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Friday, June 20, 2008

The Views Of SCCPAP Member Eric Schnapper

As an addendum to the SCCPAP Report, released earlier today, is a commentary/summary by Professor Eric Schnapper. Professor Schnapper currently teaches Civil rights, Civil Procedure, and Employment Discrimination at the University of Washington law school. He was also assistant counsel to the NAACP Legal Defense and Educational Fund, Inc. for 25 years, specializing in appellate litigation and legislative activities. He's also won three US Supreme Court Cases and handled more than 70 other Supreme Court cases as well.

His articles on constitutional law and civil rights have appeared in law reviews published by Harvard, Columbia, Virginia, Stanford and other law schools... and his conclusion is pretty detailed, eloquent, and speaks volumes as to the need for transparency in the accountability process, why it's not present in the current system, and what needs to be done to fix it. I'd like to put the whole thing up here but it's just not well suited for a blog format. I've put the entire document up on another page Here, but to get an idea as to what he has to say, here is his summary:

None of this (report) should be understood as a comment on any Seattle police officer or official, past or present. The problems discussed are fundamental institutional issues that would tend to shape the conduct of whichever individuals held the positions in question. I would have favored the identical recommendations, and would have offered the same explanation, even if during the course of the Panel's work the positions of Chief of Police, OPA Director and President of the Seattle Police Officers Guild had been filled by the outgoing members of the OPA Review Board.

Criticism of police actions is not an inexcusable affront to the dignity of its officers, an illegitimate form of interference with officials entitled to be left alone to do their jobs, or part of some left wing conspiracy to assist the criminal elements in our society. Criticism of police actions is just like criticism of any other public officials, a routine and healthy part of the democratic process. Every concerned individual and organization has a right to take part in public debate about the Police Department and its leadership; none is entitled to distort that debate by silencing those with differing views or by managing the public's access to relevant information. The voters and the City Council should view with a jaundiced eye any claim that the conduct of some aspect of the city government needs to remain confidential and thus, inexorably, beyond the reach of informed public debate.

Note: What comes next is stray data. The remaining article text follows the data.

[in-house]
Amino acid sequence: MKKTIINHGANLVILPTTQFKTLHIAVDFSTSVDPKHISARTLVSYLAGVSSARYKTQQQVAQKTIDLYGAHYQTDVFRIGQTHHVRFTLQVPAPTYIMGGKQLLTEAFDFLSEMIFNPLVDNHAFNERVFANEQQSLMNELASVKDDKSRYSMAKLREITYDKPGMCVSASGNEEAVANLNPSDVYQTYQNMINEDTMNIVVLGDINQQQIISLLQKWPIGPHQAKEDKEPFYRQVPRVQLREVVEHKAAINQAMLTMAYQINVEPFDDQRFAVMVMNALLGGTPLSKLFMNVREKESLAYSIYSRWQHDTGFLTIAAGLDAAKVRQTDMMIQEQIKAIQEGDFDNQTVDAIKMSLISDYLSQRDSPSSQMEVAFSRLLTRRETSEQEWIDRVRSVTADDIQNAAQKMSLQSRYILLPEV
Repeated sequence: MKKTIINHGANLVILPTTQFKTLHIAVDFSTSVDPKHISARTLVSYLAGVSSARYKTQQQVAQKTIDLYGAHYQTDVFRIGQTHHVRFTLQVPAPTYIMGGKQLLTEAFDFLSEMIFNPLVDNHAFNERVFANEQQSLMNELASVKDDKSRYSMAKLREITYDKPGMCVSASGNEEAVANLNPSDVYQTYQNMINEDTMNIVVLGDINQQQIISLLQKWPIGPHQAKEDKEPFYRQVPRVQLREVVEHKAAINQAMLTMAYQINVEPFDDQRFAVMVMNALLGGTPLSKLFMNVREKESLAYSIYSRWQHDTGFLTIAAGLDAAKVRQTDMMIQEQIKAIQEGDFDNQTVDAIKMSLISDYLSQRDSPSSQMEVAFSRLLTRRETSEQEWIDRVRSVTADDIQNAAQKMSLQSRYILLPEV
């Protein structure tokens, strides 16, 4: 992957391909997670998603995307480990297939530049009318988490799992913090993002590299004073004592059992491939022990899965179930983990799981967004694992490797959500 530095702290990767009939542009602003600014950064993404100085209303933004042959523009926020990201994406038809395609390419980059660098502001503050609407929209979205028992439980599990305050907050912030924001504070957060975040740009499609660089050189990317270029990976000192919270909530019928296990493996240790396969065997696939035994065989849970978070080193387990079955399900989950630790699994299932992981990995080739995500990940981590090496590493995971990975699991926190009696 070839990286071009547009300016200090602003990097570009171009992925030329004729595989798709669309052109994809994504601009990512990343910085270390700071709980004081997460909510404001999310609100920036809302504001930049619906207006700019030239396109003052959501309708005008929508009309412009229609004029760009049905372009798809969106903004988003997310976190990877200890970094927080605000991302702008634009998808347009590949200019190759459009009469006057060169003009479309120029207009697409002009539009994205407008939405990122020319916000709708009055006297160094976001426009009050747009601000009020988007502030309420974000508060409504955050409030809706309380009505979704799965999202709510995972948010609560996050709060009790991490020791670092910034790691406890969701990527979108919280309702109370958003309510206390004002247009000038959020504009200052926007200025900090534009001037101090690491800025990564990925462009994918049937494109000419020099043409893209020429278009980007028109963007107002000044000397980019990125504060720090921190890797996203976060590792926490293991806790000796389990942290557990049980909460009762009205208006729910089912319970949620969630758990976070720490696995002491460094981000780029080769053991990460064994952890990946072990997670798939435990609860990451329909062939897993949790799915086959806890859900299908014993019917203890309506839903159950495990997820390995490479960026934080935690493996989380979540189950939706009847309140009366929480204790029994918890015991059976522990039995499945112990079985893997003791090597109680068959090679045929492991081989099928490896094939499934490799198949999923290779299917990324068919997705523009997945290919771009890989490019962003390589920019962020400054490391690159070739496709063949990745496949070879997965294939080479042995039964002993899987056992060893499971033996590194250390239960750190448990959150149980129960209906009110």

The genius of the American system of government is that it does not rest on the credulous assumption that competent people in positions of power can be trusted to do the right thing without need for scrutiny or review. Our system relies instead on incentives and deterrents, checks and balances, and -- above all -- transparency to shape the conduct of unavoidably imperfect office holders. We place our confidence, not in the Police Chief, the Auditor, the OPA Director, the Mayor or the City Council, but in the public, enlightened by full disclosure of the conduct of government affairs, and wielding the ballot to remove from office elected officials who perform inadequately or tolerate appointed officials who do so.

That is the spirit by which the Seattle Police Department -- and the city government as a whole -- should be guided.

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